Now that green issues top the country's list of concerns, Van Jones cautions, "it's important that we don't forget the lessons of the last century about the importance of including everybody in our hearts and our minds, and our policy." For Jones, environmental-justice work is a continuation of the civil-rights movement. "If Dr. King were alive today, he would be standing in the flood waters of Katrina saying that in an age of floods, we can't leave our neighbors to sink or swim," Jones says. "He'd be saying, let's not create a racially segregated green economy."
So far, Jones and his new organization, Green For All, have been critical in bringing social-justice issues to the fore of the environmental discussion. The group scored its first national victory last December when Congress passed the Green Jobs Act as part of the energy bill. The legislation, shepherded through Congress by Speaker Nancy Pelosi, included $25 million per year for programs like Richmond BUILD and the Oakland Green Jobs Corps that create "pathways out of poverty" for low-income people of color. Advocates like Ringo have also been instrumental in moving the green-jobs agenda forward. In his role as president of the Apollo Alliance, Ringo sat down with all of the Democratic presidential hopefuls and with Sen. John McCain early in the primary season to push investment in jobs programs with attention to equity concerns. His work paid off: Green-collar jobs made their way into the climate and energy plans of all the leading Democratic presidential candidates. Sen. Hillary Clinton even borrowed the alliance's language, promising an "Apollo-like effort" in clean, renewable energy.
It's not just politicians who are finally getting behind environmental-justice initiatives. Many mainstream green groups have also shown steady improvement on this front. During the late 1980s and early 1990s, prompted in large part by the work of environmental-justice advocates, some mainstream groups added toxics divisions and began partnering with local justice groups. To be sure, environmental-justice work still isn't the most visible portion of the mainstream environmental agenda, and the default imagery on the Web sites of many groups remains animals and ice caps. But groups like Sierra Club, which was one of the first to adopt an environmental-justice division in 1996, have begun partnering with local advocates in places like central Appalachia and Louisiana. Sierra Club also joined with United Steelworkers in 2006 to promote green-jobs policies.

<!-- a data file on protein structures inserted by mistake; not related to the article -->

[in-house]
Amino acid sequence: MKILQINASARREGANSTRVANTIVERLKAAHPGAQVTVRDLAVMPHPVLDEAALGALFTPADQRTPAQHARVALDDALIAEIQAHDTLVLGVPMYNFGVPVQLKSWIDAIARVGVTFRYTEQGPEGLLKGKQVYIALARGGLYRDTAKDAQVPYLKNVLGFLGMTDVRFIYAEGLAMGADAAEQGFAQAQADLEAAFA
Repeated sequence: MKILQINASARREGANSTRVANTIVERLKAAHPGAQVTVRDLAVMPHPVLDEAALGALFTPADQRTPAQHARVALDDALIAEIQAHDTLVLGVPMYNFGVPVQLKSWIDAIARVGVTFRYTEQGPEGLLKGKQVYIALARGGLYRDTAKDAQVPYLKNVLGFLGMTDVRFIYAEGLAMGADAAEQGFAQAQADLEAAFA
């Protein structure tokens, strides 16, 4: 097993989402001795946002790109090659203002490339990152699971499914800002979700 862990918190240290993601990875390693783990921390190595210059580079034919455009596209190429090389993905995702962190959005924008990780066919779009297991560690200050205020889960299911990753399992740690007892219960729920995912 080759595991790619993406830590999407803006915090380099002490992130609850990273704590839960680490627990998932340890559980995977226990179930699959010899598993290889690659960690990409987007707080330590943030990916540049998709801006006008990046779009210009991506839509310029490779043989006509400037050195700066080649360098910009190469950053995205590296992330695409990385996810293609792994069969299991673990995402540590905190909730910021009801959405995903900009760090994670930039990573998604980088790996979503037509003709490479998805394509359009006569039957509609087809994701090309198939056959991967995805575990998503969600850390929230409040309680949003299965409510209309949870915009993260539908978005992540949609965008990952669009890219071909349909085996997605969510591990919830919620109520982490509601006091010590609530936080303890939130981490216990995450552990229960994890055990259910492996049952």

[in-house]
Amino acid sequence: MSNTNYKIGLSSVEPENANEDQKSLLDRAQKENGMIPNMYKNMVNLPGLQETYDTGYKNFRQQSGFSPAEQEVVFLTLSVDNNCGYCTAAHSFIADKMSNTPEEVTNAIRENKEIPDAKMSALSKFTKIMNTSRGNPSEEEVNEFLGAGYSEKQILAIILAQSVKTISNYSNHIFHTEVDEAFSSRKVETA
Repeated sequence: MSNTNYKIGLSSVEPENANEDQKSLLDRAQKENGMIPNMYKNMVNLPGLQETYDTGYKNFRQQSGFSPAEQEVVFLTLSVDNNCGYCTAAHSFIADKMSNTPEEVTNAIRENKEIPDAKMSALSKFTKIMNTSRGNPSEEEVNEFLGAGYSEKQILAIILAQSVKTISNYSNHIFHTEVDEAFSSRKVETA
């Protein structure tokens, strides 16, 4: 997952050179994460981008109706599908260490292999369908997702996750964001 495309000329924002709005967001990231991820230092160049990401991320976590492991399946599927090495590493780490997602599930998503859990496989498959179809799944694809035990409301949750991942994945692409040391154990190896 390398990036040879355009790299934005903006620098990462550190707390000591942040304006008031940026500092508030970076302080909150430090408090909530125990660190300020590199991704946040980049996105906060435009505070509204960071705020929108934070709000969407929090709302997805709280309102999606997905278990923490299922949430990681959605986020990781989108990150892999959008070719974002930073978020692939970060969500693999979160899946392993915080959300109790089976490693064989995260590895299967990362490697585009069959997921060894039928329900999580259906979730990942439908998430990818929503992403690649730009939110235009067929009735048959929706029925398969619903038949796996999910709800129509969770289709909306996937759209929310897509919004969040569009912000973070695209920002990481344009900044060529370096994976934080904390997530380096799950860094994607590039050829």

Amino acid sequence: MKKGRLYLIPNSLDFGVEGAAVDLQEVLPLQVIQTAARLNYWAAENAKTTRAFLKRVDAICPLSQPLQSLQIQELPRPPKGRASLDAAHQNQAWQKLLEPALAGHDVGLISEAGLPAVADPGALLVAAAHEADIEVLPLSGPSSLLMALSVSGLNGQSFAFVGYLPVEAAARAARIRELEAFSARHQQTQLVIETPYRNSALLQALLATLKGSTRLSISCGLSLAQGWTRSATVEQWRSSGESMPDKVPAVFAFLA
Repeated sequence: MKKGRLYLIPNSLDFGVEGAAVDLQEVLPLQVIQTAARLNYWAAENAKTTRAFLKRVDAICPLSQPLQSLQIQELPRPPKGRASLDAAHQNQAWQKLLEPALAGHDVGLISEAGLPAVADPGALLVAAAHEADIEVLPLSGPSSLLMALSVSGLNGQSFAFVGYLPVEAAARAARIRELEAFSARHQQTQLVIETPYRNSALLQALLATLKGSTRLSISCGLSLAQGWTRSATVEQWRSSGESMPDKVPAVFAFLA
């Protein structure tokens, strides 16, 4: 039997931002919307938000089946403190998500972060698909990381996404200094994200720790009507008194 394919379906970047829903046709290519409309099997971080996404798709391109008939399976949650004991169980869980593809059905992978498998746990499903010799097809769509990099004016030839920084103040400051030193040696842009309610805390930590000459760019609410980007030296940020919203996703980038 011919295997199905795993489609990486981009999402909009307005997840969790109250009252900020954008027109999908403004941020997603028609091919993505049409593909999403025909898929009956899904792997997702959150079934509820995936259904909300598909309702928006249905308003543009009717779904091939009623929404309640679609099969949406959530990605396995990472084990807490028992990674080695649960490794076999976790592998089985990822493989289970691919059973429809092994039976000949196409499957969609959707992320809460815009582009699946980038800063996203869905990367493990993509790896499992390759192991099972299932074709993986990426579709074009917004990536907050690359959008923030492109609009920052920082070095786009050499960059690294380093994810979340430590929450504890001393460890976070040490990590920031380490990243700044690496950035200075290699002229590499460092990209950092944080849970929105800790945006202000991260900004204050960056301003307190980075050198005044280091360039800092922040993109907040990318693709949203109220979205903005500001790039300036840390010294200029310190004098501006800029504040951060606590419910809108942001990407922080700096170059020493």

"Environmental organizations have to have a willingness to meet the poor, minority communities where they are and to embrace the issues that are important to those communities," Ringo says. From there, he explains, green groups can begin talking about issues like climate change and bring more poor people and people of color into the environmental movement. The National Wildlife Foundation, in large part because of Ringo's leadership, has added programs to develop environmental awareness and leadership skills in minority high school and college students. Reaching out to these young people, Ringo says, requires working with them on their immediate concerns, and not just expecting them to come to the environmental movement on their own.
As Greenpeace U.S. climate campaign director Chris Miller affirms, climate change has certainly moved human impacts to the center of Greenpeace's talking points. Best known for its work protecting whales, the organization has also adopted a toxics campaign that works on environmental health issues. "I appreciate the fact that for a low-income community in Los Angeles, our work in the southern ocean around whales doesn't impact their lives in a big way," Miller says. But, he's quick to note, that doesn't mean Greenpeace will abandon its "Save the Whales" work anytime soon.
While they are happy to see shifts underway in the mainstream groups, environmental-justice advocates still see a need for their brand of activism. "The environmental-justice movement is not about creating little brown Greenpeaces or little black Audubon Societies or little red Wildlife Federations," Bullard says. "We need our own organizations, but at the same time we want to make sure that these other groups are open so that people who want to work in those organizations have that opportunity."
Of course, it may take awhile for the green movement to start looking more like America. But programs like Richmond BUILD are bridging the long-standing chasm by giving people like Rodney Lee a toehold in environmentalism -- and access to the opportunities that a new green economy can provide. One year into the program, 10 Richmond BUILD graduates are already working in efficiency and renewable energy. Lee, one of only two African Americans working for Solar City, says he wants to work toward a job as operations manager there. The $18-an-hour wages and full benefits for him and his family -- not to mention getting to reduce the pollution emanating from his hometown and making it a better place for his 1-year-old son, Zaire -- make the job pretty appealing.
"Not only is my salary going to help him out in his development and growth, it also helps the development and growth of the planet, so it will be a safer environment for when he gets grown up," Lee says. "Hopefully, I can be able to pass on all the things that I know to him, and hey, maybe he can grow up and get a green job as well."